Talent Development Centre

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The Talent Development Centre includes advice for independent contractors in IT from one of Canada’s top staffing and recruitment agencies. See all posts about buzz words.

Are You Really “Detail-Oriented”?

Are You Really "Detail-Oriented"?There are a number of buzzwords and phrases that show up on resumes and LinkedIn profiles across all industries, whether you’re an IT contractor, a fast food worker or anywhere in between. Perhaps one of the most over used is “detail-oriented”.

Most people do pay attention to detail to some degree, but if everyone does, then is it really a differentiator worth putting in your profile summary? If you truly want to stand out as a detail-oriented person, then you need to demonstrate it in everything you do. Here are a few places you can show that you’re detail-oriented before you even start your project with a client.

The Application

Applying for a job through a job board, recruitment agency or directly through a client is usually a simple process but you’d be surprised at how many candidates miss a field or add the wrong information because they failed to read instructions properly. When a recruiter notices this, they immediately laugh at your “detail-oriented” claim in the first line of your resume.

Your Resume

Speaking of your resume, that may be the easiest way to show you pay no more attention to detail than the average person. Spelling and grammar are obvious must-haves, but consistency is another crucial element. Are you using the same fonts throughout? Do you keep the same format for each of your headers, bullets and body text? Does the tense remain the same as you describe your experience? The unfortunate part of a resume that achieves these points is that people rarely notice, but you stick out like a sore thumb when you don’t consider it.

Social Media

Often when creating social media profiles, we quickly fill out the information to get started and promise ourselves we’ll go back later to enhance it. When this next step gets forgotten, it leaves a blank, non-detailed profile for the world to see. Another area to review, especially LinkedIn, is how often you update it. It’s no secret that recruiters compare resumes and LinkedIn profiles to verify honesty, so they will notice if it’s outdated.

Completing Forms and Contracts

Similar to the job application process, but usually more complex, when contractors are asked to complete forms — contracts, security clearances, client policies — we sometimes see them miss important sections or insert the wrong information. More often than not, it’s because the form wasn’t clear on what it was asking. In these cases, it’s best to ask for clarification than make assumptions. Asking for help and admitting to trouble understanding the form may require some humility, but showing that you’ve read it demonstrates your attention to detail, and it’s better than submitting the wrong information.

The Interview

When detail-oriented people attend a job interview, they’re well prepared at a minimum. This means arriving on time, knowing who they’re meeting with and having a copy of their resume and portfolio available. Those who stand out demonstrate their attention to detail throughout the interview. They take extensive notes and ask good questions, building on what the interviewer has told them and proving they’ve been absorbing every word that’s been said.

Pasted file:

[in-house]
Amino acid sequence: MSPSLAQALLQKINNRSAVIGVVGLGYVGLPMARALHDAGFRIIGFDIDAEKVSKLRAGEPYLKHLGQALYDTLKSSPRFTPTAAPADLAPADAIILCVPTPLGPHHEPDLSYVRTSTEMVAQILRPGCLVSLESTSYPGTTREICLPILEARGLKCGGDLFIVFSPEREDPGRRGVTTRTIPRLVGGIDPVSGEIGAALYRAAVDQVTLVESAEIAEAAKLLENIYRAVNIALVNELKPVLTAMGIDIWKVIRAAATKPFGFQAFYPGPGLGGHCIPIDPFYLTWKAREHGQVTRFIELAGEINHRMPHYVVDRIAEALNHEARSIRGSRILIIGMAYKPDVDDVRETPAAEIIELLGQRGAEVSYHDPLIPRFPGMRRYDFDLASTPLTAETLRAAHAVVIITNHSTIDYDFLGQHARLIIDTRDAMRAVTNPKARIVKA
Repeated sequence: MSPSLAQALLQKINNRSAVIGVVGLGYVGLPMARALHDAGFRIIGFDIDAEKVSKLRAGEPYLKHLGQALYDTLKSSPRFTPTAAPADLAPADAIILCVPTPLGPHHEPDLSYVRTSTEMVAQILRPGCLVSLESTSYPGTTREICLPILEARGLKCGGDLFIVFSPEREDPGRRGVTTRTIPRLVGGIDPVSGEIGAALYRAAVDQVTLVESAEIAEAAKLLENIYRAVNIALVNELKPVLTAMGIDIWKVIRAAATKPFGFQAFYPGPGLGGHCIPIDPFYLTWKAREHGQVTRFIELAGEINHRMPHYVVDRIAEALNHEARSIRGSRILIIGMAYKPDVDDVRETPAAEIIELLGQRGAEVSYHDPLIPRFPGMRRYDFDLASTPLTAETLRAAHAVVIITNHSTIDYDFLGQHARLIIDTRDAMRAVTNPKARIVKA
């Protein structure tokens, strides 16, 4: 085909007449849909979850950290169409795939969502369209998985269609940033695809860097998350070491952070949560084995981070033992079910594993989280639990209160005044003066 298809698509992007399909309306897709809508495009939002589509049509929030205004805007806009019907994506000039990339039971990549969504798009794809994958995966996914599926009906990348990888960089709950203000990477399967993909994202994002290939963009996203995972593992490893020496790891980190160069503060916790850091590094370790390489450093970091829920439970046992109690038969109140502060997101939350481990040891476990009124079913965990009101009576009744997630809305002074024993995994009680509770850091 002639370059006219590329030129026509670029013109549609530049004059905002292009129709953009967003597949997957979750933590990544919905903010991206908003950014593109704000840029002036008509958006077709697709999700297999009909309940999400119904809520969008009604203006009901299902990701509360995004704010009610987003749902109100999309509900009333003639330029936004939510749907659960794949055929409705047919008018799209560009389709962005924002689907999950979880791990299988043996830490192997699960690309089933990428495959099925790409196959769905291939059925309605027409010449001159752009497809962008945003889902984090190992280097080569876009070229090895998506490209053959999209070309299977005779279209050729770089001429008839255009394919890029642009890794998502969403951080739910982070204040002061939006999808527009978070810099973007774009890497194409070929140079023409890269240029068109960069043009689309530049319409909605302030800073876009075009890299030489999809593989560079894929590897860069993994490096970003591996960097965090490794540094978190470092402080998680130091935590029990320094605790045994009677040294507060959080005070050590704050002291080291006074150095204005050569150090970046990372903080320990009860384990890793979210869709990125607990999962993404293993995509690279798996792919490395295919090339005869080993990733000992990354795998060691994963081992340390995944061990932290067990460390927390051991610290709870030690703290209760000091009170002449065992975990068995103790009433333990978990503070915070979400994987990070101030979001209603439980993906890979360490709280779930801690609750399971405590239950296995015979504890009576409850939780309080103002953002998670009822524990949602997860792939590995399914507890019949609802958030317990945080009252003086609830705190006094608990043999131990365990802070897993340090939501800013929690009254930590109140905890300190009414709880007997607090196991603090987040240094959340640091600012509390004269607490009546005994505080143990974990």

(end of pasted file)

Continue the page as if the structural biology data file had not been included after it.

The First Day

Finally, your first day on the client site plays an important role on showing that you didn’t just add another cliché to your resume. After all, first impressions will form how a client rates you through the entire project. As with the interview, being organized is a minimum requirement. Truly detailed people will have already done their homework on the project and organization so they’re ready to start immediately. Like the interview, ask questions based on what you learn and dig deep into the layers of the project as you familiarize yourself with it.

The term “detail-oriented” makes regular appearances on resumes, but it’s also in many job descriptions, proving clients do believe it to be important. With everybody claiming to have this trait, your challenge is to prove that you are above average and that needs to begin immediately.

These Buzz Words Need to Stop Appearing in Resumes

Recruiters are Tired of Seeing These Common Terms and Phrases

The Buzz Words Eagle Recruiters Say Need to Stop Appearing in ResumesA few months ago, Frances McCart wrote a post explaining how you may be hurting yourself by using too many buzzwords in your resume or in interviews. She argues that in the same way somebody’s credibility in the office may diminish when they over-use jargon, your resume could lose attention if it’s packed with buzzwords that recruiters see every day. The obvious question that comes next, then, is what are those buzzwords?

To help answer the question, we went out to Eagle’s recruitment team and asked them to list the buzzwords that they’re sick of seeing in IT contractor resumes. While some people said they really don’t mind buzzwords, others noted that they hate these words and phrases:

  • Energetic Self-Starter
  • Guru
  • Results-Oriented
  • Collaborated with SMEs
  • Works Well Under Pressure
  • Team Player
  • Synergy
  • “I can do anything”
  • Dynamic
  • High Performer
  • Well-Seasoned

An interesting observation is that all of these buzzwords, similar to any other clichés you hear in an office, are very vague and generic. Instead, recruiters like quantifiable examples that allow them to truly understand your experience.

Although these results are based on an internal Eagle survey, we’re going to go out on a limb and assume that recruiters from other recruitment agencies will all agree with the above. With that in mind, then, which buzzwords and phrases are you sick of hearing from recruiters?